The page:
Auschwitz museum head offers to serve sentence of teen jailed for 10 years for blasphemy
The director of the Auschwitz Museum has offered to serve the sentence of a 13-year-old Nigerian boy accused of blasphemy.
Teenager Omar Farouq was sentenced to 10 years in prison by a court in the state of Kano, after being accused of blasphemy during a fight with a classmate.
Kano in northern Nigeria where the boy is from practices traditional Islamic law to the letter meaning that blasphemy is punishable by imprisonment or even death.
On August 10th, the Kano State Sharia Court passed sentenced on Farouq adding forced labour to the punishment.
Farouq’s case quickly gained international notoriety, with UNICEF strongly condemning the Nigerian authorities.
Peter Hawkins, UNICEF Representative in Nigeria, said: “The sentencing of this child - 13-year-old Omar Farouk - to 10 years in prison with menial labour is wrong.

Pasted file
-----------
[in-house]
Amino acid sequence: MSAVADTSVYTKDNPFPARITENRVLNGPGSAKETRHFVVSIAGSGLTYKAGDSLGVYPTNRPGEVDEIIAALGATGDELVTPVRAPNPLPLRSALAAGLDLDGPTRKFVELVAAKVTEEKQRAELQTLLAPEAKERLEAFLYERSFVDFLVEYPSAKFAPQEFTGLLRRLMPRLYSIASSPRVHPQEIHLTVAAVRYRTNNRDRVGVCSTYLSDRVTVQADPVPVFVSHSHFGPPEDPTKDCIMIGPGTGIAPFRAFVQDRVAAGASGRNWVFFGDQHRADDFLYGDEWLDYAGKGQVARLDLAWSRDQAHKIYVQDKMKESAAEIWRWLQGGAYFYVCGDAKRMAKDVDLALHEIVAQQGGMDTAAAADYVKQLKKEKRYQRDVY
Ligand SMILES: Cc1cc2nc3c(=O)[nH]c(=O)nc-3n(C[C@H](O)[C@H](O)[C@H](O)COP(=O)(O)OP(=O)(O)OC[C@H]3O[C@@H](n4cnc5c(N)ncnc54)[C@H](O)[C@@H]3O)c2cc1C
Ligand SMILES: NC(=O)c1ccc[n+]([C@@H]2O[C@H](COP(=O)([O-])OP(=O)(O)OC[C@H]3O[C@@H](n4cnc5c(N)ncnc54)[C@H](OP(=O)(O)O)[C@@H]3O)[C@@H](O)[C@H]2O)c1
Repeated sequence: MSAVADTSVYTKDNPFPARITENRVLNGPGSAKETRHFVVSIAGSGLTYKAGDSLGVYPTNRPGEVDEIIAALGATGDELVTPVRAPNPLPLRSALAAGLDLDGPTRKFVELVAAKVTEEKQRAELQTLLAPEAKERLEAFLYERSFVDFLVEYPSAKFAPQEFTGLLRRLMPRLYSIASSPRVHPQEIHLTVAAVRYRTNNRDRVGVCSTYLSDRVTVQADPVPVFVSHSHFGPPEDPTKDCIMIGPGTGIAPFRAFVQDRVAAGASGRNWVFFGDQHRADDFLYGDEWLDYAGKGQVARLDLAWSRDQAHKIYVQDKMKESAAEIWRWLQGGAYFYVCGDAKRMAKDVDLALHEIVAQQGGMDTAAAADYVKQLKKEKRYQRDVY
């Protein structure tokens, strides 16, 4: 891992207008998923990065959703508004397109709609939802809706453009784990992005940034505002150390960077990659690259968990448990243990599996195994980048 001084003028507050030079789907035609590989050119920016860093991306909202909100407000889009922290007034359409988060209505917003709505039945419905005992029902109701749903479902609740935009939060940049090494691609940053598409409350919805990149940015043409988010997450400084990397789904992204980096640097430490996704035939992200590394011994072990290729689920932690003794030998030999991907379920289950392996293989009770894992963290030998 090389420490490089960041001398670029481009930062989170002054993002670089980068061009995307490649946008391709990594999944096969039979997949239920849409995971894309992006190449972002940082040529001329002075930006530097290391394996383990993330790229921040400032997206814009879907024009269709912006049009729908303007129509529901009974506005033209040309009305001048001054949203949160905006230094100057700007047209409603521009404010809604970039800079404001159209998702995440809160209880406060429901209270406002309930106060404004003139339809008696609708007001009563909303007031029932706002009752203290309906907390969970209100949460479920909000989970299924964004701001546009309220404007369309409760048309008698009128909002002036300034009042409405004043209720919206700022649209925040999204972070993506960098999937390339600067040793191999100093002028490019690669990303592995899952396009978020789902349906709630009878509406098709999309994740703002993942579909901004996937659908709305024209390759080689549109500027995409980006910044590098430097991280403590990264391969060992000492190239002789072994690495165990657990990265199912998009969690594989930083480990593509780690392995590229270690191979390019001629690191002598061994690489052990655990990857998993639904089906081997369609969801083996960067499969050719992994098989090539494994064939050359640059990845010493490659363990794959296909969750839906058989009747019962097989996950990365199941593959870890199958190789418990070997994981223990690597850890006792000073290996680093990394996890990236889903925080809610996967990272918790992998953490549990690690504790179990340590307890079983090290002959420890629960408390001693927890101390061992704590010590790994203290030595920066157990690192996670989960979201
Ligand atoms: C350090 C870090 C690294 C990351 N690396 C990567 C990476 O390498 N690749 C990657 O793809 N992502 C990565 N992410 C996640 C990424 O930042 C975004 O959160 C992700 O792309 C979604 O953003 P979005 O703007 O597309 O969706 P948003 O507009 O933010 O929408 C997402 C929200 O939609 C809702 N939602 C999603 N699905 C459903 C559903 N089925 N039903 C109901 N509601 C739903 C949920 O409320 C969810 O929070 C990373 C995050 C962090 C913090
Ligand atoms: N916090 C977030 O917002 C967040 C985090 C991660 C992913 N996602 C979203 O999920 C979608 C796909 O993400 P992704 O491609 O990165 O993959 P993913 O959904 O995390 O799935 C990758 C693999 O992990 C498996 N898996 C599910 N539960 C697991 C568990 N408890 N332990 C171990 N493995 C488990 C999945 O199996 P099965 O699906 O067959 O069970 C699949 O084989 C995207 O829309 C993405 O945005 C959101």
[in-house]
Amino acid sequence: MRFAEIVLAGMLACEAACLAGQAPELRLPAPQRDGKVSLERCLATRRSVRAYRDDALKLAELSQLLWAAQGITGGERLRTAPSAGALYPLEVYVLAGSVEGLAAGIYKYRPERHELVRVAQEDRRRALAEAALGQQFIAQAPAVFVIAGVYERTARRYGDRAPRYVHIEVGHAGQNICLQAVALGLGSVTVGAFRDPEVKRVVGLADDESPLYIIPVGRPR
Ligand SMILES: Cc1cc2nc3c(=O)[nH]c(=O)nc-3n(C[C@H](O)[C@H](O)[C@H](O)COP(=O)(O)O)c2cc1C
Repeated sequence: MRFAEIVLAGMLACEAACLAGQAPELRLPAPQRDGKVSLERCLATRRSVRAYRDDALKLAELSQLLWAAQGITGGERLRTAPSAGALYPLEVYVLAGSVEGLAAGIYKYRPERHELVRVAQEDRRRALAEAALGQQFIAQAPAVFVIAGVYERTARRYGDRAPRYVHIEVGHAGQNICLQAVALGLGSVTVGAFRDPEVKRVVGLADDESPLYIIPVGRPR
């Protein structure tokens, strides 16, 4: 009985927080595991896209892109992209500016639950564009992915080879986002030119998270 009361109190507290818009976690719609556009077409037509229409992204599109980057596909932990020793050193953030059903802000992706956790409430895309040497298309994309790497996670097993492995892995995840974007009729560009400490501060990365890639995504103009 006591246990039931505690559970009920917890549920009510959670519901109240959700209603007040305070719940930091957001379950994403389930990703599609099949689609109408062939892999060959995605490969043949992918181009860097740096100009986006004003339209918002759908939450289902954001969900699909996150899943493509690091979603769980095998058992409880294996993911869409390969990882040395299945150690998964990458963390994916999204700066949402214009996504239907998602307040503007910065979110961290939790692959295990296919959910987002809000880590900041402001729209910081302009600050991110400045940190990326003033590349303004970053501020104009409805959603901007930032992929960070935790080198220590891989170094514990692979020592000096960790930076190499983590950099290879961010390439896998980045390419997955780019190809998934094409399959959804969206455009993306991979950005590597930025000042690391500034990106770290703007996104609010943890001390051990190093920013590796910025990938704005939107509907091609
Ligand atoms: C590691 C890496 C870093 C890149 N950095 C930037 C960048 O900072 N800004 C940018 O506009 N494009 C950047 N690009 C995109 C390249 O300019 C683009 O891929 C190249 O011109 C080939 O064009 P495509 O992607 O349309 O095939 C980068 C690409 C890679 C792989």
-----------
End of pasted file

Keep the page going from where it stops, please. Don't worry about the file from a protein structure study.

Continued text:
“It also negates all core underlying principles of child rights and child justice that Nigeria - and by implication, Kano State - has signed on to.”
Now the director of the Auschwitz-Birkenau Memorial Museum, Piotr Cywiński, has written a letter to Nigeria’s President Muhammadu Buhari, asking for the boy to be pardoned.
Posting the letter of September 25th on Twitter, Cywiński said: “As the director of the Auschwitz Memorial, that commemorates the victims and preserves the remains of the German Nazi concentration and extermination camp, where children were imprisoned and murdered, I cannot remain indifferent to this disgraceful sentence for humanity.”
Cywiński suggested, that if a pardon is impossible, Nigerian authorities should allow volunteers from all over the world to serve the sentence instead - 120 months of imprisonment would translate to 120 adults spending one month in prison each. The director would be one of them.
Arguing Farouq’s case, Cywiński wrote: “Regardless of what he said, he cannot be treated as fully aware and responsible, given his age. He should not be subjected to the loss of the entirety of his youth, be deprived of opportunities, and stigmatized physically, emotionally, and educationally for the rest of his life.”
If the president agrees to a pardon, the director promised to fund the boy's education.
The Nigerian president’s office is yet to respond to the offer.